Newspapers have been "in denial" as they tried tricks and gimmicks to increase or maintain their circulation, and are guilty of pressing the "digital panic button" according to the man in charge of the London Evening Standard and Independent newspapers.
Speaking at our Digital Media Strategies 2013 conference in London on Wednesday, Andrew Mullins, MD of Independent Print Ltd, the holding company owned by Alexander Lebedev, said that newspapers have been run like loss-making football clubs.
"You had editorial who were creating products not for consumers but for themselves and were measuring success by ABC audited numbers," he said.
"When you have a business driven by this topline number, you get low price content and promotions, as most newspapers companies were. They were in denial - putting copies into airlines and hotels and protecting that top line figure."
Mullins isn't himself in denial about the advance of digital media, but he's a realist: "Ultimately we will go digital and it will be quality digital but how do you get there?'"
Mullins explained how the Standard went from losing £12 million in 2006-7 to losing as much as £26 million before going free in 2011
"Instead of pushing the digital button we thought: 'newspapers - is there a future for it?'
The answer, of course, was to go free: "When we looked at the Standard we thought we had a unique opp which is the commute home. We thought if we can get this right maybe we can stop people going over to digital."
And the results are staggering:
-- Average daily distribution has risen from 260,000 a day as a paid-for title to 700,000 as a freebie (ABC).
-- Total readership is up from 490,000 to 1.6 million (NRS)
-- Costs are way down: from 9,000 newspaper stands and outlets across the capital to just 300. Instead of three editions a day - immortalised in the Cockney street-cry of "final!" - there is now just one.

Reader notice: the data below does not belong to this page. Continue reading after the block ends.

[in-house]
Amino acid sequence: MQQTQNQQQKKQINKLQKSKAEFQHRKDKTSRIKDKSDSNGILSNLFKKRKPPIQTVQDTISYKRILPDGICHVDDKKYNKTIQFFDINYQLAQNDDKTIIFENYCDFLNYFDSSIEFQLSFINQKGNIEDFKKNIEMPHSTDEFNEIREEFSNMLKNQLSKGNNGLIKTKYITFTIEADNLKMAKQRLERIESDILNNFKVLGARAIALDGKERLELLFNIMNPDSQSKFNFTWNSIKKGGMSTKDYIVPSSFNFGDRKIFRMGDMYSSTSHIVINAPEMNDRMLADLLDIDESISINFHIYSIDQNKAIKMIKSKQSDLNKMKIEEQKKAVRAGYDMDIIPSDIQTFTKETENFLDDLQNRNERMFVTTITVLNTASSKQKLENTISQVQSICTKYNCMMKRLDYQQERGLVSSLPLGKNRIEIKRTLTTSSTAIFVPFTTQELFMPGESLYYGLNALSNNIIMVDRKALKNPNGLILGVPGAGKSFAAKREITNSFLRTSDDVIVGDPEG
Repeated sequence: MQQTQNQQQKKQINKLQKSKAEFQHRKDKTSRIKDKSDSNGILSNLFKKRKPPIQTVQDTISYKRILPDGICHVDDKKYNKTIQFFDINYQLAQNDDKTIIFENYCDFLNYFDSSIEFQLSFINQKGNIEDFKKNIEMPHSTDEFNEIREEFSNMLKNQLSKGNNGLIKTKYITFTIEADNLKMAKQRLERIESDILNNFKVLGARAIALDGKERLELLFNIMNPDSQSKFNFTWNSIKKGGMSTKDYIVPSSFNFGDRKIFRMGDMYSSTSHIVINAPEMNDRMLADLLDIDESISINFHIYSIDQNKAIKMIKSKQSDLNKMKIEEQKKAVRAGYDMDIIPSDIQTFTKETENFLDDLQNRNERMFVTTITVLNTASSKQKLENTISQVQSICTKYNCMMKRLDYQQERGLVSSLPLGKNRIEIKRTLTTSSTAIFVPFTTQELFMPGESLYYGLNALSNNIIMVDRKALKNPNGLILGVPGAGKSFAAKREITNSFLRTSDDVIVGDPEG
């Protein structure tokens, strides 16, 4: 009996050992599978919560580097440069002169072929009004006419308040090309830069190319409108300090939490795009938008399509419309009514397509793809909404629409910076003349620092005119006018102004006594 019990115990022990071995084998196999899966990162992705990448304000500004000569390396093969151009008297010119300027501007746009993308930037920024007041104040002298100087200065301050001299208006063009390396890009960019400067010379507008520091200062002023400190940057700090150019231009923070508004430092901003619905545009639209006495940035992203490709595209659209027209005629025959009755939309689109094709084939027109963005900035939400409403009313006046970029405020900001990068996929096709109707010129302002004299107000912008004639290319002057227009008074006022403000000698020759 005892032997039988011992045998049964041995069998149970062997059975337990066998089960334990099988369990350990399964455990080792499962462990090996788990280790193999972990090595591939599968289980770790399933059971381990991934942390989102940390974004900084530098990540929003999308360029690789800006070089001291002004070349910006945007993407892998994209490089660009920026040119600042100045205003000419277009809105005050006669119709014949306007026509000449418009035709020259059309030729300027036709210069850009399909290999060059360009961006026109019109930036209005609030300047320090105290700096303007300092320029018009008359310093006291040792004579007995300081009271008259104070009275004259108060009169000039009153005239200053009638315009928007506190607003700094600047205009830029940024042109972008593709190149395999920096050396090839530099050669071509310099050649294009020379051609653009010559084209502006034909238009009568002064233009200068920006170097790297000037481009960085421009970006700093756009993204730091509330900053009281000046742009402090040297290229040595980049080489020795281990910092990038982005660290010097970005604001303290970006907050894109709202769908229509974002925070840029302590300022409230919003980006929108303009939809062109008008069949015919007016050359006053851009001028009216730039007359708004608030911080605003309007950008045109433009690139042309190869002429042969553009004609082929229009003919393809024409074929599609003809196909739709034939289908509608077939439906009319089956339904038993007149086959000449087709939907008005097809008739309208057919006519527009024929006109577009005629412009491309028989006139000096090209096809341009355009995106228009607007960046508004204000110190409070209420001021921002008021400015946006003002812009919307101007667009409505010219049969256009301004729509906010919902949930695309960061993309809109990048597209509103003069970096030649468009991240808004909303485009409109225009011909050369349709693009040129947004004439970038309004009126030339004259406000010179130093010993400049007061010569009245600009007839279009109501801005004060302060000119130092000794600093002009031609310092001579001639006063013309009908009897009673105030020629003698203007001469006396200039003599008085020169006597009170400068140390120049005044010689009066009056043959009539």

-- And from a huge loss to the first profit in 12 years.
At the same time, the paper knew it needed to change its perception. Anyone Googling Evening Standard a few years ago, Mullins says, would have found sandwich board headlines mentioning death, cancer, bombs, terrorism and crime.
"A big part of the solution was to change that... It was making people ashamed and not proud of the city they lived in. They had had a hard day at work, they didn't want disaster."
The Independent and i
From 1996 to 2011 the story of the Indie was one of decline. With a short reprieve from going tabloid, and from ubiquitous covermount giveaways, which Mullins calls "desperate attempts to keep circulation alive".
"You can't get to profitability by cutting costs," he says. "You have to have growth. Promotions don't work... all the bulks and foreign (distribution) was hiding the truth that you were in decline.
As for the i, people were buying quality newspapers but not buying them, Mullins says. They were long, verbose even, and were a result was products that journalists wanted to see but readers weren't so sure.
As Mullin s puts it: "Don't let editors decide what the product is, why not create something that readers want?"
In the i all articles apart from a handful of opinion and feature pieces are 350 words in length. And the best bit from a media business point of view? The i needs six editorial positions to function - most of whom reformat content from The Independent.
The result? A combined cross-sell proposition across Independent and i of 340,000 purchases a day - the highest circulation the Independent brand(s) has enjoyed since 1996.
Mullins's talk was full of little common-sense actions that were for some reason out of reach of previous generations of publishers, such as publishing in foreign territories.
"In truth, if your business model is based on banners and buttons ... are you really going to make money? Are you going to be profitable?" asks Mullins, with a refreshing break from the common orthodoxy on online advertising.
"We have not spent millions on our digital stuff, we've improved our website... but we haven't lost any money ever on it," he says.
And what of London Live, the forthcoming local TV service provided by the Standard's parent company from early 2014? Mullins says the service will have cumulative losses of £15 million and will take four years to recoup that investment.
Putting it mildly, Mullins says "local TV is not a huge money spinner - anyone who put in their bid they were going to make lots of money probably lost their bid."
But making the TV station part of a wider media empire, that might have a chance.
Image via Flickr courtesy of sampsb used under a Creative Commons licence.